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Heading to the Mediterranean this Summer?

By Val Ellis — last modified Jun 05, 2015 01:18 PM
A timely reminder for non-EU yachts visiting the Mediterranean and other European countries. Be extra-diligent with your paperwork and keep an official record of every country you check into and out of in order to avoid VAT being charged on your yacht and, maybe, a heavy fine.

Published: 2013-05-20 23:00:00
Topics: Cruising Information , European Union
Countries: Belgium , Bosnia , Canary Islands , Channel Islands , Croatia , Cyprus , Denmark , Estonia , Finland , France , Germany , Gibraltar , Greece , Ireland , Italy , Latvia , Lithuania , Malta , Netherlands , Poland , Portugal , Romania , Slovenia , Spain , Sweden , United Kingdom

Heading to the Mediterranean this Summer?

European Union Flag

Many yachts exploring Europe and the Mediterranean, wish to make the best of their time, having made a long ocean crossing, and plan to stay for at least two summer seasons.

It is important to note that non-EU registered yachts (with a non-EU crew) may only stay in the European Union territory for a continuous period of 18 months before being liable to pay VAT on the value of the boat. This period can be extended by 6 months if the boat is recorded by Customs as being out of commission for a period of time.

This 18 month ‘clock’ can be re-set by visiting a non-EU country (e.g. Turkey, Tunisia, Morocco, Norway) for a short period. It is essential to ensure that the exit from the EU country and the stay outside it are properly recorded. Gibraltar, although outside the EU VAT area, does not count for this purpose. It is important to also note that even though the UK Channel Islands are NOT part of the EU, not all Customs officers understand this and using a stay there to re-set the VAT clock may cause difficulties.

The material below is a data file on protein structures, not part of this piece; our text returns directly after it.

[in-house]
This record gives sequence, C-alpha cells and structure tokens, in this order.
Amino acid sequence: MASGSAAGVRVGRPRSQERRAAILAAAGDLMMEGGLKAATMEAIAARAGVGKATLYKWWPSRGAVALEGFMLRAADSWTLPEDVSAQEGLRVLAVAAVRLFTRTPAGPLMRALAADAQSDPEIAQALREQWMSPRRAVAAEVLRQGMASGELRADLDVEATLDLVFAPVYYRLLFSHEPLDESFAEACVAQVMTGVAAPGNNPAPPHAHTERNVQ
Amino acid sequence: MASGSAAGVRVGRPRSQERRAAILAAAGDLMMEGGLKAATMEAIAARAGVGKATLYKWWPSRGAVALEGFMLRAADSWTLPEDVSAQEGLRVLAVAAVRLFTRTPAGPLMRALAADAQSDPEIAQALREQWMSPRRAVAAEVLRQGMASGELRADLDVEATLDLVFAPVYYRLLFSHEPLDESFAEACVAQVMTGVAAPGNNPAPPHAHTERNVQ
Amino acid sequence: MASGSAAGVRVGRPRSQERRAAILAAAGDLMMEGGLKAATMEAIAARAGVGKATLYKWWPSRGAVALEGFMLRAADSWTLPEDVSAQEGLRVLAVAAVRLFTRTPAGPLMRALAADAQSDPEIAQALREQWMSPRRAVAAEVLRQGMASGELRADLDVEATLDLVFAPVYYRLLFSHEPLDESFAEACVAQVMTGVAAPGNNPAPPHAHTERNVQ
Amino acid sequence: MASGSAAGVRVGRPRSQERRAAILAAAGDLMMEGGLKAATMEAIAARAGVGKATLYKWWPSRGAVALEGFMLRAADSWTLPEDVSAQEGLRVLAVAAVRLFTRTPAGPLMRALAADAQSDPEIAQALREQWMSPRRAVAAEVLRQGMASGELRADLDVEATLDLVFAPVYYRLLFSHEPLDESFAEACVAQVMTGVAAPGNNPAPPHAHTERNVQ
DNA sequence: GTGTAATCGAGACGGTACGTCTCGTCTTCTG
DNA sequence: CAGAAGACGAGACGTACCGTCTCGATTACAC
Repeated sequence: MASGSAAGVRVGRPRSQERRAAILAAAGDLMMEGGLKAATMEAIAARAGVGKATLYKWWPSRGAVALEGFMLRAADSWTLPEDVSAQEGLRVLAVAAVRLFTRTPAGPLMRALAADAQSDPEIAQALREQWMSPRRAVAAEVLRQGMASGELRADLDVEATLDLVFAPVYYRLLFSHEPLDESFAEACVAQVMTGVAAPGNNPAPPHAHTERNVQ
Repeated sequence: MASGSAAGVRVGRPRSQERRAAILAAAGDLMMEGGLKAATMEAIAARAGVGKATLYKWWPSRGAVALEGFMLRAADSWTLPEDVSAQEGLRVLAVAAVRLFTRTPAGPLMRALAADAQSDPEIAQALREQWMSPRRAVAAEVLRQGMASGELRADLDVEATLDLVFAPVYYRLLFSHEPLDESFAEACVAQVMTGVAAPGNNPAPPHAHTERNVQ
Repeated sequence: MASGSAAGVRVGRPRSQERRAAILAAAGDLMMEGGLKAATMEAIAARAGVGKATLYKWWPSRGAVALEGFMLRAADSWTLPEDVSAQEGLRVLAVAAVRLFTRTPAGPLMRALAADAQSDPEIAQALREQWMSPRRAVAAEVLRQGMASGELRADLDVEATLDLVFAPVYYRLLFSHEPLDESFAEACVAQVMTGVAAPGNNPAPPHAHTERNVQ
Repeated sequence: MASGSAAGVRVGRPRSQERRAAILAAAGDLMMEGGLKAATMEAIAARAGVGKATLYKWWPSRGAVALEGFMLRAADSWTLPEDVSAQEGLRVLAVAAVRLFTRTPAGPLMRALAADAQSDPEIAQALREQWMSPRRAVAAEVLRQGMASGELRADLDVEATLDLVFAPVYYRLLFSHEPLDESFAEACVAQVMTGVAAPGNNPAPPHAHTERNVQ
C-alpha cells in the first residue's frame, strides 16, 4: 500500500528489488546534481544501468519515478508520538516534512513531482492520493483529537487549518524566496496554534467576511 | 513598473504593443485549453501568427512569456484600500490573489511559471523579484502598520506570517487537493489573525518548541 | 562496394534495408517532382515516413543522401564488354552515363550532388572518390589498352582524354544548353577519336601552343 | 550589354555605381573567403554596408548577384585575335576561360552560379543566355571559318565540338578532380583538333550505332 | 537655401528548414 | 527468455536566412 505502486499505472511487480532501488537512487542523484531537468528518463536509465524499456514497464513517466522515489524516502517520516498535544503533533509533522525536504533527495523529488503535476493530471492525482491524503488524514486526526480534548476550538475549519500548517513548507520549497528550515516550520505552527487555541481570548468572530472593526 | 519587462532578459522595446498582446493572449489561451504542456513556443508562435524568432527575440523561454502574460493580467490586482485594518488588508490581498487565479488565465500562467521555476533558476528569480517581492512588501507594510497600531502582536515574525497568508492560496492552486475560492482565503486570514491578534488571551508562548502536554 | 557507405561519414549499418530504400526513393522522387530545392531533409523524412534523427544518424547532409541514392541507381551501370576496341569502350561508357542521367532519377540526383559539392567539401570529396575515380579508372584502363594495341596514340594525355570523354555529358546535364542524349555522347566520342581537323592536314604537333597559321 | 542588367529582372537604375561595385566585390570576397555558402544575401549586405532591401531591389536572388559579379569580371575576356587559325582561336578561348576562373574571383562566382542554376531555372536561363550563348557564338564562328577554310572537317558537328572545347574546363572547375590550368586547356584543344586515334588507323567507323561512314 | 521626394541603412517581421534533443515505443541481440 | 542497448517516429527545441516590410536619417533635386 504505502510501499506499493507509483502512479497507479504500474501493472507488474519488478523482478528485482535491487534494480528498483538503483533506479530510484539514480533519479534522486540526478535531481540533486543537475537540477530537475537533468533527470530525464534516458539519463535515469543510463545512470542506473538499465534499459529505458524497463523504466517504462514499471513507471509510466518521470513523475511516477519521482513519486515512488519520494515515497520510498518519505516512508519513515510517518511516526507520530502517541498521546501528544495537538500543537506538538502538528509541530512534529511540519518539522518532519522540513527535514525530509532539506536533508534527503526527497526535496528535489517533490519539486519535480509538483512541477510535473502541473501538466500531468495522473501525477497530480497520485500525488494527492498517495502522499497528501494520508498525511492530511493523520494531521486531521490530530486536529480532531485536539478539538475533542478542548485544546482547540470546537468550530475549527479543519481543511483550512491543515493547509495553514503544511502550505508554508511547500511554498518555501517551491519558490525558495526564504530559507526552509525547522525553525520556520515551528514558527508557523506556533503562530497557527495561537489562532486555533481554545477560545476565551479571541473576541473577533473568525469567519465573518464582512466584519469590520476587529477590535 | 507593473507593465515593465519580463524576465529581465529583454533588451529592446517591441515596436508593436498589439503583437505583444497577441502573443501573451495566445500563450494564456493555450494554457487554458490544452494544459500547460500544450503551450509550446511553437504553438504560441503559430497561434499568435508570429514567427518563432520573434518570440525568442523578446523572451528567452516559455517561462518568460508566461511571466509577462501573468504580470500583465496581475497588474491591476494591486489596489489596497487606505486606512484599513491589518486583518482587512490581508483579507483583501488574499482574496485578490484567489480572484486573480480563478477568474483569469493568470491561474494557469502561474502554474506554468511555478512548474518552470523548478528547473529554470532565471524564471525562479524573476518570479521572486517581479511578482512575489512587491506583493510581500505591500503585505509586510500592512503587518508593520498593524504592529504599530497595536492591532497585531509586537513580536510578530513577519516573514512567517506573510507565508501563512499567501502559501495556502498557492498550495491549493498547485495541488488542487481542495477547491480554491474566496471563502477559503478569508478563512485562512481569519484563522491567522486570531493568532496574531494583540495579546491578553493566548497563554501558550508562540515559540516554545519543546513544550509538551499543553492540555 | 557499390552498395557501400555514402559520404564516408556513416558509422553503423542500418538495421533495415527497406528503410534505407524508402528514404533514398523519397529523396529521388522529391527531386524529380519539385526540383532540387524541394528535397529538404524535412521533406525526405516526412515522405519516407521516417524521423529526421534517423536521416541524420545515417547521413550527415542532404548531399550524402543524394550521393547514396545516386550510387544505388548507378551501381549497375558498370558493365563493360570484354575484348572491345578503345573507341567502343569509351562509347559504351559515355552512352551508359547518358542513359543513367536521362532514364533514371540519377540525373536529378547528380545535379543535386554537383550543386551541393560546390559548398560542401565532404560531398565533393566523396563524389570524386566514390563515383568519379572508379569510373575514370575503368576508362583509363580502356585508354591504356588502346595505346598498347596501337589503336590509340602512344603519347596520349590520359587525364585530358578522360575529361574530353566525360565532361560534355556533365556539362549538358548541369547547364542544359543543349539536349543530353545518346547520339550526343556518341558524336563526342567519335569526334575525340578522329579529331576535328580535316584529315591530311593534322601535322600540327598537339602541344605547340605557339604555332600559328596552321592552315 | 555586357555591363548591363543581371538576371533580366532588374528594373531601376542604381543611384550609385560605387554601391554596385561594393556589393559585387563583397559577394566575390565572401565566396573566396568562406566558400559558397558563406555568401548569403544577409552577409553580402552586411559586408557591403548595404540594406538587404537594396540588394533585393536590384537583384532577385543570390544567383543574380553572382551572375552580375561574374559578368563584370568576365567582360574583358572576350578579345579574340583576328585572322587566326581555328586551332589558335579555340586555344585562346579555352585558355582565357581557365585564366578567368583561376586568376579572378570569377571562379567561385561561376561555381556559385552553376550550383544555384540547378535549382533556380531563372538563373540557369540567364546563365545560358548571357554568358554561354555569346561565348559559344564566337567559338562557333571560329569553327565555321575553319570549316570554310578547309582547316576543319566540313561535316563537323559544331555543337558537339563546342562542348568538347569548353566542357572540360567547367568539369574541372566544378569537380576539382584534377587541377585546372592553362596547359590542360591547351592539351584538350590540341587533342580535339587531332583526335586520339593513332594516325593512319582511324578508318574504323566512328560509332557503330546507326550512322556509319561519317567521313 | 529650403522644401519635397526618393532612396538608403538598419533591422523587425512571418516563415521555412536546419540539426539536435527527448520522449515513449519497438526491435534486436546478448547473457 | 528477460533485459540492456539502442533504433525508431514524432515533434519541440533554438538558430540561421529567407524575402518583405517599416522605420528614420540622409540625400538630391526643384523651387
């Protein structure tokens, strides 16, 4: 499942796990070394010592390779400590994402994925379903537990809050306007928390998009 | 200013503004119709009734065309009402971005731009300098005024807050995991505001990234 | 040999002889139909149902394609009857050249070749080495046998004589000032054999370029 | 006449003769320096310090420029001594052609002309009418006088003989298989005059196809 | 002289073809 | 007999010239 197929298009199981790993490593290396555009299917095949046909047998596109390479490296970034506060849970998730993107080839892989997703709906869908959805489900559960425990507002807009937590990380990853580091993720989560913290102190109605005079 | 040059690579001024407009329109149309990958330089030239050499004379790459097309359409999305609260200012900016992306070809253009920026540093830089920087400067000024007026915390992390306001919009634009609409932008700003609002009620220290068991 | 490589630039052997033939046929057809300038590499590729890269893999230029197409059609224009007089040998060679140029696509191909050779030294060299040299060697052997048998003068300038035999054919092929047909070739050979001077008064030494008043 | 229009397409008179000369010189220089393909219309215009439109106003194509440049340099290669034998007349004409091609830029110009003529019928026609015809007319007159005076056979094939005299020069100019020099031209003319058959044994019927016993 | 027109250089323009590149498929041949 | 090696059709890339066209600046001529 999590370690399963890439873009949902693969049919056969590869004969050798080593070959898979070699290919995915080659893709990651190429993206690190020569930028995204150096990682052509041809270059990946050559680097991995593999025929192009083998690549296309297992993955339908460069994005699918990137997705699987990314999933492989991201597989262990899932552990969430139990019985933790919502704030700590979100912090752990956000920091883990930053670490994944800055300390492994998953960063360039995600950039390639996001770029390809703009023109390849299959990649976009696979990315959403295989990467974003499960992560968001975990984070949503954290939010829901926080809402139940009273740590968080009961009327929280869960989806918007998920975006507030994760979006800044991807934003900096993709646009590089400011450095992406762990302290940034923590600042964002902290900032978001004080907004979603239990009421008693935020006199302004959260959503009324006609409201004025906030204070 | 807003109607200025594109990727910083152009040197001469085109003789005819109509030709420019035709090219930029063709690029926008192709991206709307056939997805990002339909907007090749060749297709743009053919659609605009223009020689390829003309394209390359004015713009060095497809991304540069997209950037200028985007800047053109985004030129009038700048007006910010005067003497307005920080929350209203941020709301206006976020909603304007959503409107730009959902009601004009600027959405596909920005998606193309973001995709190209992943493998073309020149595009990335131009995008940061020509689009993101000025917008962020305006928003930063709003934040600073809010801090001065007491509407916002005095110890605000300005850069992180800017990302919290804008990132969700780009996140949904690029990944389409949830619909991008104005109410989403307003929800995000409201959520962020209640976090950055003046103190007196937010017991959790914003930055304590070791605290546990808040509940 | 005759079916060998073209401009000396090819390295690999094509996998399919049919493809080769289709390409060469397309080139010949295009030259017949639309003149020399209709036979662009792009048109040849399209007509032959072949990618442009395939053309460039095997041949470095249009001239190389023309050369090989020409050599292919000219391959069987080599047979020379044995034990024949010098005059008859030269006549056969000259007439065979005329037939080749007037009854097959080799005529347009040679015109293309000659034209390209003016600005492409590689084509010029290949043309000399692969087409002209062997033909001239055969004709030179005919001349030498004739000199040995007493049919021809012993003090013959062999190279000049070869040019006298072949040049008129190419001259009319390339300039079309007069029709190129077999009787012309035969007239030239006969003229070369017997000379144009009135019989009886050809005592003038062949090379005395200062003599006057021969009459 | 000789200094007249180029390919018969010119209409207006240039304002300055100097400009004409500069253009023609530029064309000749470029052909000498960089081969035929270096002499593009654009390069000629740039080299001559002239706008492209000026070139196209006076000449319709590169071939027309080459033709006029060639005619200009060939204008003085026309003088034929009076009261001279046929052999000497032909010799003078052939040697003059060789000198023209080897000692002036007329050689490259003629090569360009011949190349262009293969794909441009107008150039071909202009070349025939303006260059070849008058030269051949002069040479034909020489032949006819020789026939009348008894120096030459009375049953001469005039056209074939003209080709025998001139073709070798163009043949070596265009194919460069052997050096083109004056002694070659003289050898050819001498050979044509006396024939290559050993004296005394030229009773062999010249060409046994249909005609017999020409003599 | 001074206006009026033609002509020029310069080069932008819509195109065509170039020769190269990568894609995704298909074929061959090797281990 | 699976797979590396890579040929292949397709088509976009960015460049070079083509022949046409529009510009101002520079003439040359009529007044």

Another point to note, is that Croatia is due to join the EU on the 1st July 2013 and, therefore, can no longer be used as an ‘outside the EU’ country as was previously the case.

The fact that several European countries are experiencing severe financial difficulties may well encourage some Customs offices to be over enthusiastic about collecting VAT which they believe to be due and yachts can appear to be an easy target. If planning to leave the yacht for a significant period of time, it is advisable to research which boatyard or marina and which country is best. Also, visit the local Customs office and ensure that all parties are happy with the paperwork.

See Noonsite EU VAT page for more details.

Remember too, that most of Europe is part of the Schengen Area Agreement which limits the time non-EU citizens can remain there to 90 days in a 6 month period.

See Noonsite's European Union page for more information.

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